Following the legendary investor has been a winning strategy for nearly six years.
When it comes to following prominent investors, track records matter. After 57 years as CEO of Berkshire Hathaway (BRK.A -1.93%) (BRK.B -1.39%), Warren Buffett has a long track record. It may also be the most successful investment record in history.
When Buffett took the helm in 1965, Berkshire Hathaway was trading at just $19 a share. Berkshire’s Class A shares (BRK.A) recently traded at a staggering $478,670. From 1965 to the end of 2021, shares of the sprawling conglomerate generated a compound annual return of 20.1%, compared with just 10.5% for the benchmark S&P 500.
Riding in Buffett’s tuxedo has been a winning strategy for longer than most of us have been alive. Clearly, paying attention to Berkshire Hathaway’s disclosures can pay off for patient investors.
Apple (AAPL 0.67%) is by far the largest holding in Berkshire’s portfolio. Buffett is notoriously uncomfortable with tech stocks, but he’s happy to tell anyone who will listen that Apple is a favorite thanks to some insurmountable competitive advantages.
Since its launch in 2007, the iPhone has been the most popular handheld device. Since the company doesn’t allow other manufacturers to access the way Alphabet licenses Android, it’s still in a league of its own.
The pricing power Apple enjoys over its devices is important, but it won’t be the company’s main source of profit for years to come. Buffett can’t get enough of Apple right now because he expects the services segment to grow strongly for years to come. Services revenue rose 17% year over year to $19.8 billion in the fiscal second quarter ended March 26, 2022.
If you currently own one of the more than 1 billion active iPhones and originally subscribed to an app through the App Store, Apple will likely keep 15% to 30% of your subscription cost. Apple earns revenue from more services than its App Store and works well. For example, Apple TV+ recently beat Netflix to become the first streaming service to win an Oscar for Best Picture.
Buffett also likes Apple’s commitment to returning profits to shareholders. In April, Apple’s board increased its buyback program by $90 billion, and the company also increased its quarterly cash dividend by 4.5%. In the first half of fiscal 2022, the company purchased and recovered $43 billion of its own stock. With the new $90 billion in licenses, that pace is likely to accelerate.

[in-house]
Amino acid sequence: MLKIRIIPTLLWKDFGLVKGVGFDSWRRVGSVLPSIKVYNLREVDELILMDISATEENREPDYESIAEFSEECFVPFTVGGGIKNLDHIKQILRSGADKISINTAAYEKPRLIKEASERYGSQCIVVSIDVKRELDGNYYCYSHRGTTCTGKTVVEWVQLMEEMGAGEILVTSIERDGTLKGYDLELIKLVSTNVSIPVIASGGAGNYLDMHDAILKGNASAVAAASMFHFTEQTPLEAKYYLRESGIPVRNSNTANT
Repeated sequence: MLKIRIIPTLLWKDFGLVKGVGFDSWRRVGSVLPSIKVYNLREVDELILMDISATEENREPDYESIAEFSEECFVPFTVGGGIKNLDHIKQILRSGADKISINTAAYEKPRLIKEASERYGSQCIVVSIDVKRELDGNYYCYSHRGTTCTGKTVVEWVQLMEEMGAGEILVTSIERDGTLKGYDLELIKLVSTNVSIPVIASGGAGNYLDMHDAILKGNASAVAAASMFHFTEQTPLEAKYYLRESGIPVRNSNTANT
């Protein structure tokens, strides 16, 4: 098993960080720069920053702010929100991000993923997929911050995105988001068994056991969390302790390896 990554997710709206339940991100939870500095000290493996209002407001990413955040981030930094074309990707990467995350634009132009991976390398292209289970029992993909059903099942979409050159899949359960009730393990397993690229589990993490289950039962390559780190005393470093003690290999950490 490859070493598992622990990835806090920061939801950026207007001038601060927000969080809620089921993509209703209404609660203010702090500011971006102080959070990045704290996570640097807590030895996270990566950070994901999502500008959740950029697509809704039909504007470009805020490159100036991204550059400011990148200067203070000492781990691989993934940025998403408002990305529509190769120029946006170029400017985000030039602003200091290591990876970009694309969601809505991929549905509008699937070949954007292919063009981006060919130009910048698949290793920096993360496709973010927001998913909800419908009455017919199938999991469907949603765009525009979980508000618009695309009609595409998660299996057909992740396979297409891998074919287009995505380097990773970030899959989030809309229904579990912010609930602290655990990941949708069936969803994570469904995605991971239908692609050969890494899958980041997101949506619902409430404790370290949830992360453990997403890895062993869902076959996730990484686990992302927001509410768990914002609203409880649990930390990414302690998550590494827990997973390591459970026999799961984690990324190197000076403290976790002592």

In 2019, Berkshire Hathaway began increasing its stake in Amazon (AMZN -1.31%). The stock surged early in the pandemic, but has lost about 41% since peaking last summer. To meet soaring demand in 2020 and 2021, heavy investment in fulfillment services resulted in a net loss of $3.8 billion in the first quarter of 2022.
Berkshire’s Amazon stake, which is only 0.4% of the total portfolio, is relatively small. However, over the next few months, I expect the scale of this ratio to increase significantly. E-commerce accounted for less than 15% of total retail sales in the first quarter, according to the U.S. Census Bureau, leaving Amazon’s consumer business with plenty of room to grow.
Amazon’s greatest strength is its ability to turn challenges into successful new businesses. For example, the company had to invest heavily in internet infrastructure to run its online shopping business. Rather than bothering at its own expense, the company launched Amazon Web Services (AWS) later in 2006. Today, AWS is the company’s most profitable division. AWS first-quarter revenue rose 37% year over year to $18.4 billion, with Amazon reporting $6.5 billion in operating income.
Amazon’s consumer business has previously been where it is now. The big difference now is that the company is backed by positive cash flow from the rest of its increasingly diverse business. With the funds to back the consumer business back to profitability, this is a great stock to buy and hold for the long term.
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